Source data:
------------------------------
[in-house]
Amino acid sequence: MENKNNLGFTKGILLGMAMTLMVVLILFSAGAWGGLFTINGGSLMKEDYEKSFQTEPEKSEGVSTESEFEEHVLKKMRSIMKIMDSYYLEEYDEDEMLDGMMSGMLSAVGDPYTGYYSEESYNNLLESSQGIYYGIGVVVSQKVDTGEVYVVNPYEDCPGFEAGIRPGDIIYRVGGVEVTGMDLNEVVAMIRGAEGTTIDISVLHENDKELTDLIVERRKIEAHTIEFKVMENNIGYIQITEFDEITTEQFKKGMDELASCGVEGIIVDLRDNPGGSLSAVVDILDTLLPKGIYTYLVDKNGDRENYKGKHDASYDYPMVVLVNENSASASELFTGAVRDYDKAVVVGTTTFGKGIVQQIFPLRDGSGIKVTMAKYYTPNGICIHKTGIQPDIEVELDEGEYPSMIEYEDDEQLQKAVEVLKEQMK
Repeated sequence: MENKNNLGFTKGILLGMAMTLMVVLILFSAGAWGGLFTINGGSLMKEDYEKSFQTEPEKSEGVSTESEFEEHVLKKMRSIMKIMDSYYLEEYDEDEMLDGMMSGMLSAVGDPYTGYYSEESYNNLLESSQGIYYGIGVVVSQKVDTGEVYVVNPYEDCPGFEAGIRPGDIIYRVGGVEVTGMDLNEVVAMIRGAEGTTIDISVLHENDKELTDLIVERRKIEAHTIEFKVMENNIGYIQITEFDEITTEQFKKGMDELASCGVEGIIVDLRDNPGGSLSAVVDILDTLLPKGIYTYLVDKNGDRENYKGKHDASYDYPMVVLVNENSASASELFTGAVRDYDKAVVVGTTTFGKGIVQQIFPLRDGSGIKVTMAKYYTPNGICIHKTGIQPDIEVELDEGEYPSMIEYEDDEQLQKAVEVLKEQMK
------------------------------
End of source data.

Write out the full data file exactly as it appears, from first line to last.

[in-house]
Amino acid sequence: MENKNNLGFTKGILLGMAMTLMVVLILFSAGAWGGLFTINGGSLMKEDYEKSFQTEPEKSEGVSTESEFEEHVLKKMRSIMKIMDSYYLEEYDEDEMLDGMMSGMLSAVGDPYTGYYSEESYNNLLESSQGIYYGIGVVVSQKVDTGEVYVVNPYEDCPGFEAGIRPGDIIYRVGGVEVTGMDLNEVVAMIRGAEGTTIDISVLHENDKELTDLIVERRKIEAHTIEFKVMENNIGYIQITEFDEITTEQFKKGMDELASCGVEGIIVDLRDNPGGSLSAVVDILDTLLPKGIYTYLVDKNGDRENYKGKHDASYDYPMVVLVNENSASASELFTGAVRDYDKAVVVGTTTFGKGIVQQIFPLRDGSGIKVTMAKYYTPNGICIHKTGIQPDIEVELDEGEYPSMIEYEDDEQLQKAVEVLKEQMK
Repeated sequence: MENKNNLGFTKGILLGMAMTLMVVLILFSAGAWGGLFTINGGSLMKEDYEKSFQTEPEKSEGVSTESEFEEHVLKKMRSIMKIMDSYYLEEYDEDEMLDGMMSGMLSAVGDPYTGYYSEESYNNLLESSQGIYYGIGVVVSQKVDTGEVYVVNPYEDCPGFEAGIRPGDIIYRVGGVEVTGMDLNEVVAMIRGAEGTTIDISVLHENDKELTDLIVERRKIEAHTIEFKVMENNIGYIQITEFDEITTEQFKKGMDELASCGVEGIIVDLRDNPGGSLSAVVDILDTLLPKGIYTYLVDKNGDRENYKGKHDASYDYPMVVLVNENSASASELFTGAVRDYDKAVVVGTTTFGKGIVQQIFPLRDGSGIKVTMAKYYTPNGICIHKTGIQPDIEVELDEGEYPSMIEYEDDEQLQKAVEVLKEQMK